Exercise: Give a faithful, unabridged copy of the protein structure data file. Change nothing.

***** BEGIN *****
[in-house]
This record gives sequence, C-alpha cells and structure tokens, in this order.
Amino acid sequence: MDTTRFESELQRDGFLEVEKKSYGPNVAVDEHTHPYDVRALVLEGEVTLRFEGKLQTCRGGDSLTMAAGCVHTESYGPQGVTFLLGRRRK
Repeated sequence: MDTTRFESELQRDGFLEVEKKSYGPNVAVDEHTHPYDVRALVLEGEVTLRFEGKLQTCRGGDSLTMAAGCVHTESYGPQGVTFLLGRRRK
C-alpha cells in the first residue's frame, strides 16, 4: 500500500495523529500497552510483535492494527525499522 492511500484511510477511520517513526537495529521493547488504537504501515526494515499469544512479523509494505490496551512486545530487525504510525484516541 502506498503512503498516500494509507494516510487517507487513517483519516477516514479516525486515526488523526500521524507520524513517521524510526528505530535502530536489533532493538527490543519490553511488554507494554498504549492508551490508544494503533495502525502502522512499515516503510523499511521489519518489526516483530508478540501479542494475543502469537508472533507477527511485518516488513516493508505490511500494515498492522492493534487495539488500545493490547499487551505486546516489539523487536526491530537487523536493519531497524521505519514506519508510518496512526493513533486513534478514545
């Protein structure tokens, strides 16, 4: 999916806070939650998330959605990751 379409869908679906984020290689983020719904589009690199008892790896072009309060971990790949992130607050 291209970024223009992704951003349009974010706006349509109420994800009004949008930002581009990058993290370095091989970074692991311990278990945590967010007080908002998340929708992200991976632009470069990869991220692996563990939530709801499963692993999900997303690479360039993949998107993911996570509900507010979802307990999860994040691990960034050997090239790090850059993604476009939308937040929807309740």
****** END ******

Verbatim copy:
[in-house]
This record gives sequence, C-alpha cells and structure tokens, in this order.
Amino acid sequence: MDTTRFESELQRDGFLEVEKKSYGPNVAVDEHTHPYDVRALVLEGEVTLRFEGKLQTCRGGDSLTMAAGCVHTESYGPQGVTFLLGRRRK
Repeated sequence: MDTTRFESELQRDGFLEVEKKSYGPNVAVDEHTHPYDVRALVLEGEVTLRFEGKLQTCRGGDSLTMAAGCVHTESYGPQGVTFLLGRRRK
C-alpha cells in the first residue's frame, strides 16, 4: 500500500495523529500497552510483535492494527525499522 492511500484511510477511520517513526537495529521493547488504537504501515526494515499469544512479523509494505490496551512486545530487525504510525484516541 502506498503512503498516500494509507494516510487517507487513517483519516477516514479516525486515526488523526500521524507520524513517521524510526528505530535502530536489533532493538527490543519490553511488554507494554498504549492508551490508544494503533495502525502502522512499515516503510523499511521489519518489526516483530508478540501479542494475543502469537508472533507477527511485518516488513516493508505490511500494515498492522492493534487495539488500545493490547499487551505486546516489539523487536526491530537487523536493519531497524521505519514506519508510518496512526493513533486513534478514545
């Protein structure tokens, strides 16, 4: 999916806070939650998330959605990751 379409869908679906984020290689983020719904589009690199008892790896072009309060971990790949992130607050 291209970024223009992704951003349009974010706006349509109420994800009004949008930002581009990058993290370095091989970074692991311990278990945590967010007080908002998340929708992200991976632009470069990869991220692996563990939530709801499963692993999900997303690479360039993949998107993911996570509900507010979802307990999860994040691990960034050997090239790090850059993604476009939308937040929807309740």